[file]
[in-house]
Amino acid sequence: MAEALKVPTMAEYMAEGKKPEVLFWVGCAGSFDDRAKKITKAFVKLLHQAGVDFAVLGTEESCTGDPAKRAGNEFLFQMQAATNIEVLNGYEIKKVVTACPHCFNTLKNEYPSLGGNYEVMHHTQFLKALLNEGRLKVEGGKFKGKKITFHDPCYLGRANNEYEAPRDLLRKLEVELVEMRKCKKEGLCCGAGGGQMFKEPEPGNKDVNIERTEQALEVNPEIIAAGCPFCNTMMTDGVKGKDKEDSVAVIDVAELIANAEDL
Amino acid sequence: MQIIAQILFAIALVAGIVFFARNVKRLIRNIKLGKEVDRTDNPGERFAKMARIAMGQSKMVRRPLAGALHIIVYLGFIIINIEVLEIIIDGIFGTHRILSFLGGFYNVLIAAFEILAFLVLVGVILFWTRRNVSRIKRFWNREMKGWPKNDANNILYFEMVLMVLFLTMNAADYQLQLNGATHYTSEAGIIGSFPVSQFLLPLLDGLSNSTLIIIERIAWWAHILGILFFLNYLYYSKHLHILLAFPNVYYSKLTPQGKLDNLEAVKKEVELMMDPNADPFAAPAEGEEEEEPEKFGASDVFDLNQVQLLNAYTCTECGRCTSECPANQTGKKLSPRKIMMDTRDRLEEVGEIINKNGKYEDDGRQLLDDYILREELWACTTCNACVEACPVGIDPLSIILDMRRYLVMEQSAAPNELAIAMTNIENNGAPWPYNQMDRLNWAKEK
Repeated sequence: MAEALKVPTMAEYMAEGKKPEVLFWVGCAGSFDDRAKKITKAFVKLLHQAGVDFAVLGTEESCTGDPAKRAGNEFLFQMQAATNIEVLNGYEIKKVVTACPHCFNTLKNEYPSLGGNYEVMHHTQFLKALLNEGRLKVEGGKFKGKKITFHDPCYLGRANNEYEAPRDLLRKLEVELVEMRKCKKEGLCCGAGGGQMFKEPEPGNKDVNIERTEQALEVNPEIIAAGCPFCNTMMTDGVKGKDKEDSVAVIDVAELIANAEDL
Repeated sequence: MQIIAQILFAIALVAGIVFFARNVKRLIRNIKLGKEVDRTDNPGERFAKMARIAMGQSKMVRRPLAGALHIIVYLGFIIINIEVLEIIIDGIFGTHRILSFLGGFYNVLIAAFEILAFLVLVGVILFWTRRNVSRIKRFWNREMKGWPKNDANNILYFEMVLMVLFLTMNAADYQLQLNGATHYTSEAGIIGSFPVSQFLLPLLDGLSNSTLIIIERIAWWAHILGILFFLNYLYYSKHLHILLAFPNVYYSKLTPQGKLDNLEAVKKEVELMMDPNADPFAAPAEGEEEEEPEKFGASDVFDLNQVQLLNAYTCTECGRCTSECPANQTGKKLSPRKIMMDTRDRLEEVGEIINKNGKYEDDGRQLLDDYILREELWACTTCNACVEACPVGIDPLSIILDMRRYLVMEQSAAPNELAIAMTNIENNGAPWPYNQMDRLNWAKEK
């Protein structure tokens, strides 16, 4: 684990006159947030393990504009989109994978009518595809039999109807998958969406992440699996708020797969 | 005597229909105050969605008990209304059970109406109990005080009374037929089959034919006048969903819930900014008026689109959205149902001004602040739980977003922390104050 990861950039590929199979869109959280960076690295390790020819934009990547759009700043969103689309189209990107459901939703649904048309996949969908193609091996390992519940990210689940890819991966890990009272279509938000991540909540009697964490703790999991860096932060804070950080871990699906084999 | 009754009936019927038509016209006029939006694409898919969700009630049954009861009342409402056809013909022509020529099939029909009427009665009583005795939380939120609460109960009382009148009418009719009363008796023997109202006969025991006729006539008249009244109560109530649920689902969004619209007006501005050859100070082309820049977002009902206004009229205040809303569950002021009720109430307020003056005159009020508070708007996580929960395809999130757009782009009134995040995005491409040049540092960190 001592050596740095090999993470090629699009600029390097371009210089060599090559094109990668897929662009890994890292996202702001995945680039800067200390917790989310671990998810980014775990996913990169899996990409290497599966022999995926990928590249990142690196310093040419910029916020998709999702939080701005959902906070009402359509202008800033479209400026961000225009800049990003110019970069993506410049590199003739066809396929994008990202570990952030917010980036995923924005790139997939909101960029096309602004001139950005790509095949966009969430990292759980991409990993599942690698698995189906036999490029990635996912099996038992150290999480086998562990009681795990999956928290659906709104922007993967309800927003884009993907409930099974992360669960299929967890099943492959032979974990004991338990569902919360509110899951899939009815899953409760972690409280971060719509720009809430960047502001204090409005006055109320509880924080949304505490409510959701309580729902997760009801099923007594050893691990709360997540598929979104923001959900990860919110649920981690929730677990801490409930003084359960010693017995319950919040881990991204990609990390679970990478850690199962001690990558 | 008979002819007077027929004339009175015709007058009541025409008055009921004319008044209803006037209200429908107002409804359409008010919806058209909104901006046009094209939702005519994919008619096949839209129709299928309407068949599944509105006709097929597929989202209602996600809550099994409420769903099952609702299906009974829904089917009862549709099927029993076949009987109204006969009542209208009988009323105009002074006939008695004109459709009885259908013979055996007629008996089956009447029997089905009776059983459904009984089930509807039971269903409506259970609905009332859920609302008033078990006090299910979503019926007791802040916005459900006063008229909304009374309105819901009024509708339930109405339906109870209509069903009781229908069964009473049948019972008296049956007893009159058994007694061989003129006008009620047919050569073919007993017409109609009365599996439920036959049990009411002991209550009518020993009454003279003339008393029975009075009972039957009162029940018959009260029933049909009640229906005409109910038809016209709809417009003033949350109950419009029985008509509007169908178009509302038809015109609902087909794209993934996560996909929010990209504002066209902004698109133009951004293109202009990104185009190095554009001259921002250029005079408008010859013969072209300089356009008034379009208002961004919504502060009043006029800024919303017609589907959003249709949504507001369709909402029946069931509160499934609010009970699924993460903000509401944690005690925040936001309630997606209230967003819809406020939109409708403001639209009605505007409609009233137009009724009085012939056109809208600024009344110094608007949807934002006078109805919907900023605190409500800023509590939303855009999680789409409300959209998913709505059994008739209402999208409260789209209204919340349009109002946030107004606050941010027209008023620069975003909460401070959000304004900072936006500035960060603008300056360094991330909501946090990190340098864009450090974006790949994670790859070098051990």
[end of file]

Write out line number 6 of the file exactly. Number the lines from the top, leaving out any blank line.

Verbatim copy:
């Protein structure tokens, strides 16, 4: 684990006159947030393990504009989109994978009518595809039999109807998958969406992440699996708020797969 | 005597229909105050969605008990209304059970109406109990005080009374037929089959034919006048969903819930900014008026689109959205149902001004602040739980977003922390104050 990861950039590929199979869109959280960076690295390790020819934009990547759009700043969103689309189209990107459901939703649904048309996949969908193609091996390992519940990210689940890819991966890990009272279509938000991540909540009697964490703790999991860096932060804070950080871990699906084999 | 009754009936019927038509016209006029939006694409898919969700009630049954009861009342409402056809013909022509020529099939029909009427009665009583005795939380939120609460109960009382009148009418009719009363008796023997109202006969025991006729006539008249009244109560109530649920689902969004619209007006501005050859100070082309820049977002009902206004009229205040809303569950002021009720109430307020003056005159009020508070708007996580929960395809999130757009782009009134995040995005491409040049540092960190 001592050596740095090999993470090629699009600029390097371009210089060599090559094109990668897929662009890994890292996202702001995945680039800067200390917790989310671990998810980014775990996913990169899996990409290497599966022999995926990928590249990142690196310093040419910029916020998709999702939080701005959902906070009402359509202008800033479209400026961000225009800049990003110019970069993506410049590199003739066809396929994008990202570990952030917010980036995923924005790139997939909101960029096309602004001139950005790509095949966009969430990292759980991409990993599942690698698995189906036999490029990635996912099996038992150290999480086998562990009681795990999956928290659906709104922007993967309800927003884009993907409930099974992360669960299929967890099943492959032979974990004991338990569902919360509110899951899939009815899953409760972690409280971060719509720009809430960047502001204090409005006055109320509880924080949304505490409510959701309580729902997760009801099923007594050893691990709360997540598929979104923001959900990860919110649920981690929730677990801490409930003084359960010693017995319950919040881990991204990609990390679970990478850690199962001690990558 | 008979002819007077027929004339009175015709007058009541025409008055009921004319008044209803006037209200429908107002409804359409008010919806058209909104901006046009094209939702005519994919008619096949839209129709299928309407068949599944509105006709097929597929989202209602996600809550099994409420769903099952609702299906009974829904089917009862549709099927029993076949009987109204006969009542209208009988009323105009002074006939008695004109459709009885259908013979055996007629008996089956009447029997089905009776059983459904009984089930509807039971269903409506259970609905009332859920609302008033078990006090299910979503019926007791802040916005459900006063008229909304009374309105819901009024509708339930109405339906109870209509069903009781229908069964009473049948019972008296049956007893009159058994007694061989003129006008009620047919050569073919007993017409109609009365599996439920036959049990009411002991209550009518020993009454003279003339008393029975009075009972039957009162029940018959009260029933049909009640229906005409109910038809016209709809417009003033949350109950419009029985008509509007169908178009509302038809015109609902087909794209993934996560996909929010990209504002066209902004698109133009951004293109202009990104185009190095554009001259921002250029005079408008010859013969072209300089356009008034379009208002961004919504502060009043006029800024919303017609589907959003249709949504507001369709909402029946069931509160499934609010009970699924993460903000509401944690005690925040936001309630997606209230967003819809406020939109409708403001639209009605505007409609009233137009009724009085012939056109809208600024009344110094608007949807934002006078109805919907900023605190409500800023509590939303855009999680789409409300959209998913709505059994008739209402999208409260789209209204919340349009109002946030107004606050941010027209008023620069975003909460401070959000304004900072936006500035960060603008300056360094991330909501946090990190340098864009450090974006790949994670790859070098051990």